“You have bipolar disorder? But you’re one of the most well-adjusted people I know!”
I was both tickled and ticked off by this comment from a co-worker after I’d told him that I’d been diagnosed 10 years earlier with Type II bipolar disorder.
A part of me found his consternation hilarious because I knew how hard I’d worked to conceal my symptoms from my co-workers. However, the fact that he didn’t recognize my suffering only compounded my feelings of crippling isolation that so many people with depression experience.
Though we’ve come a long way in recognizing the devastating impact mental illness can have on a person’s life, there’s still a long way to go in overcoming the stigma attached to depression. Many people still believe we can simply get up, shake it off, and get on with the business of life.
When I was first diagnosed, I felt shame because I’d been conditioned to believe that depression was for people who weren’t strong enough to deal with whatever the world threw at them. It took a long time for me to concede that I’m not weak – I’m sick.
The Great Pretender
I’d done a brilliant job at concealing my illness; excelling at my career, buying my first home at the ripe old age of thirty, and appearing to be a paragon of confidence to even the closest people around me.
That’s why so many of them were shocked when I was admitted to the hospital after taking an overdose of sleeping pills and cutting myself with a butcher knife.
I was lucky. I survived. Yet there are so many suicides that come as a shock to family and friends because the victim had done a masterful job of concealing their desperation.
However, studies show that there are recognizable patterns of behaviour in people who are not doing well in contending with their inner demons. Knowing what to look for can help you determine if you or someone you love may in fact be dealing with depression.
Here are the top 6, from someone who knows.
1) Binge Behaviour
At the lowest points in my battle with mental illness I’ve literally been unable to get out of bed. Sleep disorders are a classic indicator that someone may be coping with depression. I blamed my bouts of over sleeping on insomnia, the flu, and even on my dogs taking up too much space in the bed.
The same goes for the binge-eating I would subject my body to. The combination of channel-surfing in pajamas in the middle of the day with the blinds closed while I inhaled chicken wings and garlic bread was in fact a recipe for depression. Isolating myself with these unhealthy habits only quickened my spiral out of control.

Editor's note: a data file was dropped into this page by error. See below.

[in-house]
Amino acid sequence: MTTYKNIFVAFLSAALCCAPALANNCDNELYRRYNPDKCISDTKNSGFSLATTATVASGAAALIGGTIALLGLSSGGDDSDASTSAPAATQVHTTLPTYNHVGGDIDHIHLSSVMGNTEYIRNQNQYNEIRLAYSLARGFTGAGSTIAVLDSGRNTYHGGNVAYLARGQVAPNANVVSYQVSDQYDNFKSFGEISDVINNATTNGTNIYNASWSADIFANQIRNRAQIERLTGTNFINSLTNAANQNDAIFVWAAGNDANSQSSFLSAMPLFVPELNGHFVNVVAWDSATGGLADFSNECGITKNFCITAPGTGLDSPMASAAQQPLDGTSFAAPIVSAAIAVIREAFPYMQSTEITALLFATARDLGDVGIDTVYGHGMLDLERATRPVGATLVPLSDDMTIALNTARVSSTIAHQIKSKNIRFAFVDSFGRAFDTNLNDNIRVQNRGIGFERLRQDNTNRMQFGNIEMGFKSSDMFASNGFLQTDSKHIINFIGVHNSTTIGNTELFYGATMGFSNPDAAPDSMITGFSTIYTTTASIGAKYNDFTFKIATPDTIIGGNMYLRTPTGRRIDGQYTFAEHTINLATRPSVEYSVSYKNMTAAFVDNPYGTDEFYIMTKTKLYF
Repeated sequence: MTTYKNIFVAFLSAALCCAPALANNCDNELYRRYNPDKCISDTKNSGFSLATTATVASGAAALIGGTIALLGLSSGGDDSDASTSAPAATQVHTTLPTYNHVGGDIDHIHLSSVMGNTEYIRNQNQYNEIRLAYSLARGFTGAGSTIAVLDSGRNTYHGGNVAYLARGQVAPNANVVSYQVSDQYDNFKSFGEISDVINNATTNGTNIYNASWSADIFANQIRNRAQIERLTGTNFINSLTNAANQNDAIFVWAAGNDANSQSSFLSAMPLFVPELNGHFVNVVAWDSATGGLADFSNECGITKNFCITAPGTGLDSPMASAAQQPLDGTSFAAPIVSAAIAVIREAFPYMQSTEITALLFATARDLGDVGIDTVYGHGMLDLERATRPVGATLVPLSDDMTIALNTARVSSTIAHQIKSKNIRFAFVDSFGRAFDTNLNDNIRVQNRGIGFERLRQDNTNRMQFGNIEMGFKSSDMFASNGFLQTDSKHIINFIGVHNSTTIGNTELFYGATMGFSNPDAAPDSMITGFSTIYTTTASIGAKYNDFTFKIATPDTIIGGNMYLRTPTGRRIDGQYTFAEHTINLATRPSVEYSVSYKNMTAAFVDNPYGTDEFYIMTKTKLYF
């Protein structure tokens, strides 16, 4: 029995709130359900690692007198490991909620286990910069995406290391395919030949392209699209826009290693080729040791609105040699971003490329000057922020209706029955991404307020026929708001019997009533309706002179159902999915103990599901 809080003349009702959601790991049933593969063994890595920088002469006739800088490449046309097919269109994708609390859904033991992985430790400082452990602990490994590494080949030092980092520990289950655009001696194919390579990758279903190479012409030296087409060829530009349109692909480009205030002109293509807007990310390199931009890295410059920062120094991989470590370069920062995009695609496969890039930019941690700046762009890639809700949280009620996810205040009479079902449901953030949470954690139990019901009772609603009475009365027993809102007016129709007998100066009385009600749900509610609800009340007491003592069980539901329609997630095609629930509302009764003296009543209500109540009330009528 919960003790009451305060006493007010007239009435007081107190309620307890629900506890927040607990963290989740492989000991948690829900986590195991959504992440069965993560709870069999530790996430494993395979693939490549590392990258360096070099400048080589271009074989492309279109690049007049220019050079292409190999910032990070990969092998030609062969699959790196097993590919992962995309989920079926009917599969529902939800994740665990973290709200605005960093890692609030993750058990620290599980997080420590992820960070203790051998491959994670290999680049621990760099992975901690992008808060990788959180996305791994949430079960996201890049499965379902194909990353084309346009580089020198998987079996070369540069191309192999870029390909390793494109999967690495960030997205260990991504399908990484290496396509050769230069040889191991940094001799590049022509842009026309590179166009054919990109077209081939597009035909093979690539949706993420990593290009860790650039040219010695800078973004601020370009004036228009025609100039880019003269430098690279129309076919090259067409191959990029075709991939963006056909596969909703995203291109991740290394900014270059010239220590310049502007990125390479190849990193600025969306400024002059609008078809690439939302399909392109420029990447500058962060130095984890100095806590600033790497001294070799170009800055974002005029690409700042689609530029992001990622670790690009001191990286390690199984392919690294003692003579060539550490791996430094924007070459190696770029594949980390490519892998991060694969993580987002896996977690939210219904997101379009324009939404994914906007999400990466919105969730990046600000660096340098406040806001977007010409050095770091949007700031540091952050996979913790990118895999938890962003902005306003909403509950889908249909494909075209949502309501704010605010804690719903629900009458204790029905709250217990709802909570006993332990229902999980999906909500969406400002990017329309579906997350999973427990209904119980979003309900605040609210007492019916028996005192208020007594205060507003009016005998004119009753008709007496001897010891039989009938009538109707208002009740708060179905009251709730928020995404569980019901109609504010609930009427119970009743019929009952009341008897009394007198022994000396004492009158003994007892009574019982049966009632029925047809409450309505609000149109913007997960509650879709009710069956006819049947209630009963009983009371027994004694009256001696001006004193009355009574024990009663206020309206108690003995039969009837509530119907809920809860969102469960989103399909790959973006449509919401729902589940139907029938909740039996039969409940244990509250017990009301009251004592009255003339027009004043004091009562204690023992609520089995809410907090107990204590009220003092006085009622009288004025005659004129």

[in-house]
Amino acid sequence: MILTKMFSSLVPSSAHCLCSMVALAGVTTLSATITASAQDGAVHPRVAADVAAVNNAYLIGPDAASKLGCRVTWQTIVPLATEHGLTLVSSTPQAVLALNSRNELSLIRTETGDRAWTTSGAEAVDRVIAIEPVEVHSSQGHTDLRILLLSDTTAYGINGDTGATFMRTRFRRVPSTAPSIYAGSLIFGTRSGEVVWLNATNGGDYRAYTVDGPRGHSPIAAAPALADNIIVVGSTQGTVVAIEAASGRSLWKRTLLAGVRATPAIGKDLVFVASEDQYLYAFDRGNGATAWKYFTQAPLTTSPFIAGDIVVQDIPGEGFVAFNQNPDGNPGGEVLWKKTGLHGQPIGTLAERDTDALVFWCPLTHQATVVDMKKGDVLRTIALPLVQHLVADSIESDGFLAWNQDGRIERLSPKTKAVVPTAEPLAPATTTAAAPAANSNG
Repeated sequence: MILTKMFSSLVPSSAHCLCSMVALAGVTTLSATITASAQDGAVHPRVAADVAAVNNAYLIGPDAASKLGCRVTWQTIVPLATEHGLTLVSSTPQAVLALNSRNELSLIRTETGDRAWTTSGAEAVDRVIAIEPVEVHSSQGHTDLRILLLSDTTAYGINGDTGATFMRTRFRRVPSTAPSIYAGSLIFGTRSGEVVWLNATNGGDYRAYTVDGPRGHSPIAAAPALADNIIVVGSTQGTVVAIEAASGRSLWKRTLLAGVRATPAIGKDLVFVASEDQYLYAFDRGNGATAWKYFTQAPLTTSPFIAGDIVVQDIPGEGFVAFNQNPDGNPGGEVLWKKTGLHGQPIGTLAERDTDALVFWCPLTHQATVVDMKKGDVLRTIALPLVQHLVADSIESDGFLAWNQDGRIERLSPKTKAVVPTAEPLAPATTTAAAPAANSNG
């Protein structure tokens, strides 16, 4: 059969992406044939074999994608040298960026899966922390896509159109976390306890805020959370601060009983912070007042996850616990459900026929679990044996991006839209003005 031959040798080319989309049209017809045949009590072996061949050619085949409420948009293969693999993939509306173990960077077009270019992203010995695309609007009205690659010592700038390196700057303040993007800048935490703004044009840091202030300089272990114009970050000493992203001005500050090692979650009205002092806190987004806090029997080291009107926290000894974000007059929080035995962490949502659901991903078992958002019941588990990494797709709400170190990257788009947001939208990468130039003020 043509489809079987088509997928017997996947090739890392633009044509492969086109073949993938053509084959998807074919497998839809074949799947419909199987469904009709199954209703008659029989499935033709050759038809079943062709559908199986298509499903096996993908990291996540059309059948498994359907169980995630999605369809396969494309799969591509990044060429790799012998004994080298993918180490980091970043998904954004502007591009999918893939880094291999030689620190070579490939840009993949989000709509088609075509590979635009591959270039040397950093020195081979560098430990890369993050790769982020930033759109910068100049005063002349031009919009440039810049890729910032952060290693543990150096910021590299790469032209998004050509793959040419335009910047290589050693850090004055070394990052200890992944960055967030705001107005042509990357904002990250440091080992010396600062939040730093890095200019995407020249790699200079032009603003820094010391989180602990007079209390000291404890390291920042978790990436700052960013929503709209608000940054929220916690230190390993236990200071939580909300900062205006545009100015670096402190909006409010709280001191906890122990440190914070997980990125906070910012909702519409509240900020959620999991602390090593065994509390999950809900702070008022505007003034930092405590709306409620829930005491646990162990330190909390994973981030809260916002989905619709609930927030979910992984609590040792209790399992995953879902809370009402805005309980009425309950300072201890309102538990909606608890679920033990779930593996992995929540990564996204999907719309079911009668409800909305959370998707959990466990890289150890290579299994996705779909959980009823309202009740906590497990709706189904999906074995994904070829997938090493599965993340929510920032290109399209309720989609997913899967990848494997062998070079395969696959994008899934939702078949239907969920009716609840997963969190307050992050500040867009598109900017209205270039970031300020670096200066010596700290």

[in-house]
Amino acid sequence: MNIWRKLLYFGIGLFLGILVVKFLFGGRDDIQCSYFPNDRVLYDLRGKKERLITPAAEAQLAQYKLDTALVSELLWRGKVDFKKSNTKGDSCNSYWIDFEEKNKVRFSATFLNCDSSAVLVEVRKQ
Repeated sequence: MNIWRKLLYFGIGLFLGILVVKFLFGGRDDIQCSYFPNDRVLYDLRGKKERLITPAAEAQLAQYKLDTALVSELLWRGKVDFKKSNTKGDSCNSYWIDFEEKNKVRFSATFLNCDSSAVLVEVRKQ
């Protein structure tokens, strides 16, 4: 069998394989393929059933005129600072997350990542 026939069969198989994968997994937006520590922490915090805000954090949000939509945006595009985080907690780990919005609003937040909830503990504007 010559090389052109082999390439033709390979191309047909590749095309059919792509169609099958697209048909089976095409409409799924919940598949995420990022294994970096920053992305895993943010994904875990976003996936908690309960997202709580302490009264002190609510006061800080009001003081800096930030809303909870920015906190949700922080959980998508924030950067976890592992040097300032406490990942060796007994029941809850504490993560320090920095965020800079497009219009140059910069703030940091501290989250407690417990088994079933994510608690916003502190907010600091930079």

If you feel like anything is edging up on the excessive side of things, it may be time to keep an eye on them. While things like smoking, drinking and drug-use are obvious, even exercise or dieting can become obsessive.
2) The Cover Up
Clinical depression erodes your mental health, yes, but it takes a physical toll as well. People suffering from depression can become pros at explaining away self inflicted cuts, weight loss or gain, and other symptoms of their illness.
Be aware of repetitive excuses like the friend who constantly sleeps in and misses work or always has to have that one more drink to relax. There may be something deeper at play.
3) Abandonment Issues
Ask anyone I know – I will lose it if my life does not unfold according to the schedule I’ve set out for it. To someone with a healthy mind, a change in plans is nothing to sweat over. To someone with depression, a cancelled meeting or date can be perceived as rejection. The sufferer’s mind can go wild with reasons for the changed plans:
“My boss doesn’t want to meet with me because I’m not a valuable employee!”
“My boyfriend broke our plans because he’s seeing someone else!”
“My friends are probably hitting the town without me because they don’t want me to drag them down!”
Although all of these things are probably far from the truth, the person with depression will nonetheless ruminate on these false notions until they become a wreck.
If someone overreacts to broken plans, assure them that the situation is temporary, reschedule for another time, and keep your promise.
4) The Over-Achiever
There is certainly nothing wrong with striving for excellence, but a person suffering from depression may go too far in an effort to prove their self worth. Depression often stems from feelings of inadequacy. To disprove these feelings the sufferer will endeavour to be the best at everything that they do.
If someone is trying too hard, let them know, one way or another, that they’re doing wonderfully, but you would still value them regardless of their achievements.
6) Negative Nelly
A person with depression has the opposite of rose-coloured glasses. In fact, a depressed person will have an overall negative outlook on life. He or she will think that everything is going to go poorly, that everyone is against him or her, and nothing will ever get better.
One of my most self-destructive thoughts is: “the universe is against me and is conspiring to destroy every dream I’ve ever had.”
When I’m feeling well, I know how ridiculous that belief is. However, when the veil of depression comes down I become convinced I will never, ever find peace and happiness.
If someone you know is ‘catastrophizing‘ or irrationally believing that something is far worse than it actually is, listen to their concerns and calmly assure them that everything will be fine.
If you suspect that someone is sinking into depression, the best thing you can do for them is gently tell them about your concerns, advise them to seek medical help, and assure them of your support.
Loneliness and isolation are the hallmarks of depression, so knowing that someone cares can make a world of difference to someone in pain.